Gulf political analysts do not expect the visit of Turkish President Recep Tayyip Erdogan to Saudi Arabia, scheduled for Thursday, to totally close the chapter of the Turkish campaign against Saudi Arabia and Crown Prince Mohammed bin Salman after the 2018 murder of Saudi journalist Jamal Khashoggi in Istanbul.
The analysts say Erdogan will meet Prince Mohammed bin Salman and will undoubtedly receive a warm welcome in Riyadh as befits Saudi hospitality traditions.
He is also likely to obtain promises of Saudi business and investment projects in Turkey. But the disconnect between the crown prince and the Turkish president is expected to linger due to the resentment by Riyadh of Turkey’s relentless targeting of the crown prince and incitement against him in conjunction with the Khashoggi case.
Erdogan is perceived as having personally led the campaign against Prince Mohammed bin Salman and having sought to implicate him in the case.
An unmistakable sign of lack of Saudi enthusiasm about the Erdogan visit is the fact that it has been ignored by official Saudi media. The trip has been publicised many times by the Turkish president and his entourage. For months, Erdogan has been announcing that he was bound for Riyadh on one date and then postponing it to another. The visit was thus moved from February, then to March and finally to April, in clear reflection of the reluctance of the Saudi side to confirm it.
Erdogan was first expected to go to Saudi Arabia in February, but on his way back home from a visit to the UAE. Then he spoke of a new postponement saying that his country and Saudi Arabia were continuing with a dialogue.
The Wall Street Journal has reported that the Saudi crown prince wants the Turkish president to commit to not mentioning the murder of Jamal Khashoggi again. Ankara has long used the case to pressure Saudi Arabia for major investments that could help get the Turkish economy out of its acute crisis. Analysts say the Saudis refused to submit to the blackmail.
In a bid to appease the crown prince, Erdogan eventually moved to end the Khashoggi case trial in Turkey
A Turkish court decided this month to halt the trial in absentia of 26 Saudi suspects linked to the Istanbul killing of the Saudi journalist, and to transfer the case to Saudi Arabia.
After 2018, Turkey had infuriated Riyadh by aggressively investigating the murder and exploiting it for political purposes.
Ties between the two Sunni powers sharply deteriorated over the murder as well as conflicting regional interests.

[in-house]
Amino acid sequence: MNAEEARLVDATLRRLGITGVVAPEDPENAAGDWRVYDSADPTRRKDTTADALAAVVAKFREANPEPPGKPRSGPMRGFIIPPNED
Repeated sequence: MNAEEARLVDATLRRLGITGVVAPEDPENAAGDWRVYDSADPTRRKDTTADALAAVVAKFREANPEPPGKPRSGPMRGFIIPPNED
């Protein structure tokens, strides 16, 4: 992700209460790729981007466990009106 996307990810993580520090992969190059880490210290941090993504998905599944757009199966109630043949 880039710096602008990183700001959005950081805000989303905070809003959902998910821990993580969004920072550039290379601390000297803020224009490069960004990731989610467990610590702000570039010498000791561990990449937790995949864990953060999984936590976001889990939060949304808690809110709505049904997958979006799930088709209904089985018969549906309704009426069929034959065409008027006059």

Turkish experts say they expect the unofficial Saudi ban on Turkish goods in Saudi Arabia to end after Erdogan’s visit and Turkish companies to resume business in Saudi Arabia. Rapprochement is expected to start with trade and business. Political cooperation will follow at a later stage based on Saudi assessment of the progress achieved.
Experts say that it will be difficult for Riyadh to overcome its misgivings about Ankara’s behaviour after 2018, even if the Turkish leadership began last year to express a desire to normalise relations. Turkish president even had two telephone conversations with Saudi King Salman bin Abdulaziz.
During the past few months, Erdogan made a series of statements about wanting to open a new page in Turkey’s relations with countries of the region, especially with the Arab Gulf states.
The unofficial Saudi boycott of Turkish goods reduced the volume of trade between the two countries by 98 percent. It also lowered Turkish exports to Saudi Arabia to about $75 million in the first three months of 2021.
The Saudi authorities also announced the closure of eight Turkish schools in the country at the end of the last academic year, in an indication that Turkish-Saudi relations were still experiencing tensions. That prompted Turkish Foreign Minister Mevlut Cavusoglu to visit Riyadh.
Ankara was able to conclude important economic agreements with Abu Dhabi in a range of sectors amounting to about $10 billion and is looking forward to concluding similar deals with the Saudis.
Erdogan has sought to improve relations with his regional rivals, including Egypt and the United Arab Emirates, in the face of a growing diplomatic isolation that has led to a significant decline in foreign investment, especially from the West.